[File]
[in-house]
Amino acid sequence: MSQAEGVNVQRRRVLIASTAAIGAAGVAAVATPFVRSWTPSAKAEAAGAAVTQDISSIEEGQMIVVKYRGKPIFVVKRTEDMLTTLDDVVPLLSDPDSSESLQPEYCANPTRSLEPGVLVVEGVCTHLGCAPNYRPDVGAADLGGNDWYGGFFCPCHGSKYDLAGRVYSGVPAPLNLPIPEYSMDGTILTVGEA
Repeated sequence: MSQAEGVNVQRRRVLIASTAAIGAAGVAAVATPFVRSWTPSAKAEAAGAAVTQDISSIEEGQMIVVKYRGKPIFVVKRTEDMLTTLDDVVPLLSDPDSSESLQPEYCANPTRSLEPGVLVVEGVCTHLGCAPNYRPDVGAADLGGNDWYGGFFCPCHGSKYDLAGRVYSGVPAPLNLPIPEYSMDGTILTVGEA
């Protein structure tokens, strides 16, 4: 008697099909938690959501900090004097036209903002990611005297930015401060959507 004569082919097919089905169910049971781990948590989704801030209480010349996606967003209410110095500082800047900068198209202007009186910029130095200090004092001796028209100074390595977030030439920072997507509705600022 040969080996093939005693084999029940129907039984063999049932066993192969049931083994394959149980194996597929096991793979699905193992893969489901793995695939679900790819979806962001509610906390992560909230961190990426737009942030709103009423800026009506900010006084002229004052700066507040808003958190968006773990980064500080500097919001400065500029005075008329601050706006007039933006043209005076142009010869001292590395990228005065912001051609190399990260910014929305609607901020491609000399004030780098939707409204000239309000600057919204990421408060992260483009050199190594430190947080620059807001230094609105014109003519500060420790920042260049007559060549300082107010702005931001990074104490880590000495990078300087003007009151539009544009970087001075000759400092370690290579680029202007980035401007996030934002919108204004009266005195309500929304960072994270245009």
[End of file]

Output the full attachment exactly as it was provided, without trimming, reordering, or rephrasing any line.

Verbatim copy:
[in-house]
Amino acid sequence: MSQAEGVNVQRRRVLIASTAAIGAAGVAAVATPFVRSWTPSAKAEAAGAAVTQDISSIEEGQMIVVKYRGKPIFVVKRTEDMLTTLDDVVPLLSDPDSSESLQPEYCANPTRSLEPGVLVVEGVCTHLGCAPNYRPDVGAADLGGNDWYGGFFCPCHGSKYDLAGRVYSGVPAPLNLPIPEYSMDGTILTVGEA
Repeated sequence: MSQAEGVNVQRRRVLIASTAAIGAAGVAAVATPFVRSWTPSAKAEAAGAAVTQDISSIEEGQMIVVKYRGKPIFVVKRTEDMLTTLDDVVPLLSDPDSSESLQPEYCANPTRSLEPGVLVVEGVCTHLGCAPNYRPDVGAADLGGNDWYGGFFCPCHGSKYDLAGRVYSGVPAPLNLPIPEYSMDGTILTVGEA
């Protein structure tokens, strides 16, 4: 008697099909938690959501900090004097036209903002990611005297930015401060959507 004569082919097919089905169910049971781990948590989704801030209480010349996606967003209410110095500082800047900068198209202007009186910029130095200090004092001796028209100074390595977030030439920072997507509705600022 040969080996093939005693084999029940129907039984063999049932066993192969049931083994394959149980194996597929096991793979699905193992893969489901793995695939679900790819979806962001509610906390992560909230961190990426737009942030709103009423800026009506900010006084002229004052700066507040808003958190968006773990980064500080500097919001400065500029005075008329601050706006007039933006043209005076142009010869001292590395990228005065912001051609190399990260910014929305609607901020491609000399004030780098939707409204000239309000600057919204990421408060992260483009050199190594430190947080620059807001230094609105014109003519500060420790920042260049007559060549300082107010702005931001990074104490880590000495990078300087003007009151539009544009970087001075000759400092370690290579680029202007980035401007996030934002919108204004009266005195309500929304960072994270245009």